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Reviews

The Fractures of Motherhood: Julia Fine’s The Upstairs House

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Like Fine’s uniquely constructed book, being a mom is to be permanently fractured.

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Acts of Love: Crying in H Mart by Michelle Zauner

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Zauner’s memoir is not a performance, but an act of love, including all the dirty little bits that come with it.

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The More Painful Absence: Keema Waterfield’s Inside Passage

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In this lush and raw account, musicians play, voices harmonize and then separate again, town after Alaska town rolls by… and Waterfield searches for home.

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Inner Conversations Projected on a Surface: Bruno K. Öijer’s The Trilogy

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A family’s grief traps generations in a search for insight.

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The Isolation of Millennial Life: Ancco’s Nineteen

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Nineteen is a book that’s by turns smart, sad, and scathing.

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How We Create Ourselves: Second Place by Rachel Cusk

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The voice reaches and reaches at answers to broad questions. Sometimes it pulls back pieces of insight and beauty.

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Scrutinizing the Ties That Bind: Melissa Febos’s Girlhood

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By the end of the collection, Febos has managed to rewrite or erase entirely many parts of the patriarchal script that held her bound.

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Child as Mother to the Woman: Catherine Gammon’s China Blue

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In this book we are taken by all three: language, plot, character.

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The Past Is All We Have: André Aciman’s Homo Irrealis

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Is it not in the warm chambers of the past, after all, that we are immortal, invincible, and alive?

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Panic Mode: The Influencing Machine by Brooke Gladstone and Josh Neufeld

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Cyclical patterns of journalism notwithstanding, Gladstone sees this moment as uniquely concerning.

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Other Stories, Other Lives: Life among the Terranauts by Caitlin Horrocks

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By the time the television cameras arrive, the rest of the world may be surprised, but we’re not.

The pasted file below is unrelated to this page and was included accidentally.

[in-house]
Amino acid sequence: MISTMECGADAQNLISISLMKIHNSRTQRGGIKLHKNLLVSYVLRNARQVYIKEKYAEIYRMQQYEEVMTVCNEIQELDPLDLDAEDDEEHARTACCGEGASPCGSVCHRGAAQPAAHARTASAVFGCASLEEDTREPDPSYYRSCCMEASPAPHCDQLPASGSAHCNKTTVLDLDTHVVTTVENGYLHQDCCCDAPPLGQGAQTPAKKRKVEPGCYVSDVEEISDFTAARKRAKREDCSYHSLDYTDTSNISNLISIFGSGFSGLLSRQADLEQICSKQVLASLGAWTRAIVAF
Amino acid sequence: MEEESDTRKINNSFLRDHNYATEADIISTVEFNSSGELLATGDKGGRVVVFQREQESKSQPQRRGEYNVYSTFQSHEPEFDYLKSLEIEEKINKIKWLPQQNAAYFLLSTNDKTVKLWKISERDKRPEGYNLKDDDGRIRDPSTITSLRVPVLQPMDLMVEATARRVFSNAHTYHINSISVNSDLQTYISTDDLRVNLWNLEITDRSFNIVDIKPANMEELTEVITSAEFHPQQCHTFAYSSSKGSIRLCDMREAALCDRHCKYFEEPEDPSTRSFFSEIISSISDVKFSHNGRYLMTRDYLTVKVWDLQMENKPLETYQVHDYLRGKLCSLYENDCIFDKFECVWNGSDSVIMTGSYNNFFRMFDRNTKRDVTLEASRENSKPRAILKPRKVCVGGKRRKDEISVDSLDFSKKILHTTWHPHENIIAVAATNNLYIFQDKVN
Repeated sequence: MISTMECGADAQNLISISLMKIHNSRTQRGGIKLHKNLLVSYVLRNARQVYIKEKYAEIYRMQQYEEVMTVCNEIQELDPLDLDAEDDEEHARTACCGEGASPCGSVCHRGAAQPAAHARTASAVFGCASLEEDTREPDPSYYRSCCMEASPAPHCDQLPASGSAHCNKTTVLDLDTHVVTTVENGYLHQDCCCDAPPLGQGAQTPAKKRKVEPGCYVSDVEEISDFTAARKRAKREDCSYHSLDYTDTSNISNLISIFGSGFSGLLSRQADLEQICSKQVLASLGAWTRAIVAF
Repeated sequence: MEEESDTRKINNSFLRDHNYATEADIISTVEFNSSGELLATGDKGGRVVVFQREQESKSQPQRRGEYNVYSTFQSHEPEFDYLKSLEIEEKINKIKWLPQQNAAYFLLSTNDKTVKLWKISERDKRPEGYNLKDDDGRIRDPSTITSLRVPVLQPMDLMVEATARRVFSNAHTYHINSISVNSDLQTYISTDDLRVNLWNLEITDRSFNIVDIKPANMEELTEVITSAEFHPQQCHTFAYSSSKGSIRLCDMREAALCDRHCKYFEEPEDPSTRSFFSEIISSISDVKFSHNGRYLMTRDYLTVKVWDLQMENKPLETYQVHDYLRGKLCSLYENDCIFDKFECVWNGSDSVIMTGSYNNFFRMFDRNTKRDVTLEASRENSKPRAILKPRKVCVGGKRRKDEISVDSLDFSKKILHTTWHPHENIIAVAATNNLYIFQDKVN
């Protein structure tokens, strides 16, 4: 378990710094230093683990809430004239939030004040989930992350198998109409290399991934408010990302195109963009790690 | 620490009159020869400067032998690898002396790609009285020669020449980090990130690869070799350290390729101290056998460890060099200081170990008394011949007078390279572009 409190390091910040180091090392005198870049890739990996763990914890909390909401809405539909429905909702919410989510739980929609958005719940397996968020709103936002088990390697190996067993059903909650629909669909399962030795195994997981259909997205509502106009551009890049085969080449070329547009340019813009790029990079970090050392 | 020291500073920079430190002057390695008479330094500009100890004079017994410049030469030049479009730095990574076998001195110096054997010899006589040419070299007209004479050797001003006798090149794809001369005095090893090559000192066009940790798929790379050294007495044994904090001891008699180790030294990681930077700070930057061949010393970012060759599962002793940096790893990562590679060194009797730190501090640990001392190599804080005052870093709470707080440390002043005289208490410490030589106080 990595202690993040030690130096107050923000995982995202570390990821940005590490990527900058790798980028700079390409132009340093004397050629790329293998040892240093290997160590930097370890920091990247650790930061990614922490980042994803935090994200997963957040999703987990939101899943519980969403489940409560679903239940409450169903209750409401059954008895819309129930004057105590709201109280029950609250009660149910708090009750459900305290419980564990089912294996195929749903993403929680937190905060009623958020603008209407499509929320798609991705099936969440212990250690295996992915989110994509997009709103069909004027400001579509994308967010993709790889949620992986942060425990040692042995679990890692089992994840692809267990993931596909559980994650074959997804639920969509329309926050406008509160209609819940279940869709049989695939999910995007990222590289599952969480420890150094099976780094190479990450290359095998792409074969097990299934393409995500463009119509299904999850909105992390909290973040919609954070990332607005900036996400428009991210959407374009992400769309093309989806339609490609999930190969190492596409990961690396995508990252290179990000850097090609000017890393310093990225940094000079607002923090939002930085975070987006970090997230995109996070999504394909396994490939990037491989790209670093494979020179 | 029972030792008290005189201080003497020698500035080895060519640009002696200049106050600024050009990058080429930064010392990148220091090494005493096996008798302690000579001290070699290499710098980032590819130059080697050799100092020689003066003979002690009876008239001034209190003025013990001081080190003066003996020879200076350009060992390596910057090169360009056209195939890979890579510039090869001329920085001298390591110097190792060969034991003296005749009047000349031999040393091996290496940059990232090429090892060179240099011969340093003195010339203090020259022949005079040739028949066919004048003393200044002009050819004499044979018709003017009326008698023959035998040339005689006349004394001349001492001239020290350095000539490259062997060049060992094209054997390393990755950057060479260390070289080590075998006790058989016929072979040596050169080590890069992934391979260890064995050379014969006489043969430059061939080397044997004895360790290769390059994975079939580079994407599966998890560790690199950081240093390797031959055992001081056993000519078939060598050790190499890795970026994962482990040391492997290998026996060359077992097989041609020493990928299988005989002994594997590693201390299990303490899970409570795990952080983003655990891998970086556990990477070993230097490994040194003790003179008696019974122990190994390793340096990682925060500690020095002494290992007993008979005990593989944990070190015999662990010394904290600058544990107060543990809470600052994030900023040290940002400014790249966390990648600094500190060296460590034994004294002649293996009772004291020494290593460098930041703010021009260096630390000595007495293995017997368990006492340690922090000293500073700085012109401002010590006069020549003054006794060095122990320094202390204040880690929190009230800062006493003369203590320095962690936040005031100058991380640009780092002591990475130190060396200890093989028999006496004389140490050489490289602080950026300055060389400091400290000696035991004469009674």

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To Set Asunder: The Separation and Synthesis of Tiana Nobile’s Cleave

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A word becomes a reckoning, a reconciling of contradiction.

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The Reconstruction of Derrida: Peter Salmon’s An Event, Perhaps

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The key insight is that names, and indeed all boundaries, involve a hierarchy.

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Electric Synthesis: Drakkar Noir by Michael Chang

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Chang’s style imitates internet culture and the patterns of an anxious mind. But there’s also glamour.

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Word by Word, Brick by Brick: Christine Larusso’s There Will Be No More Daughters

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In other words: Larusso does some remarkably heavy lifting in this book.

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A Love That Leaves Scars: With Teeth by Kristen Arnett

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Reading Kristen Arnett’s With Teeth is like taking an afternoon drive down the I-4 of my memory.

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Both Trauma and Sin: Elizabeth Miki Brina’s Speak, Okinawa

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Speak, Okinawa is masterful at describing the internal dissonance that mixed race children can feel.

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Exorcising Whiteness: Khalisa Rae’s Ghost in a Black Girl’s Throat

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Rae presents America as seen through Black girls’ eyes, experienced by our bodies.

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Illuminating the Darkness: Madeleine L’Engle’s The Moment of Tenderness

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For anyone looking for some truth and tenderness amidst a still-trying time, look no further.

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Hell Is a Young Man: Fraternity by Benjamin Nugent

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The brutality of frat culture, Nugent suggests, is a veneer that hardly masks its devotees’ miseries and insecurities.

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Depths of Story: Who’s Your Daddy by Arisa White

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The inherited wounds cut so deep one wonders if they can ever be fully healed.

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The Plague within a Plague: Ethel Rohan’s In the Event of Contact

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Rohan is masterful at mining these triads for their palpable uneasiness and unavoidable suffering.

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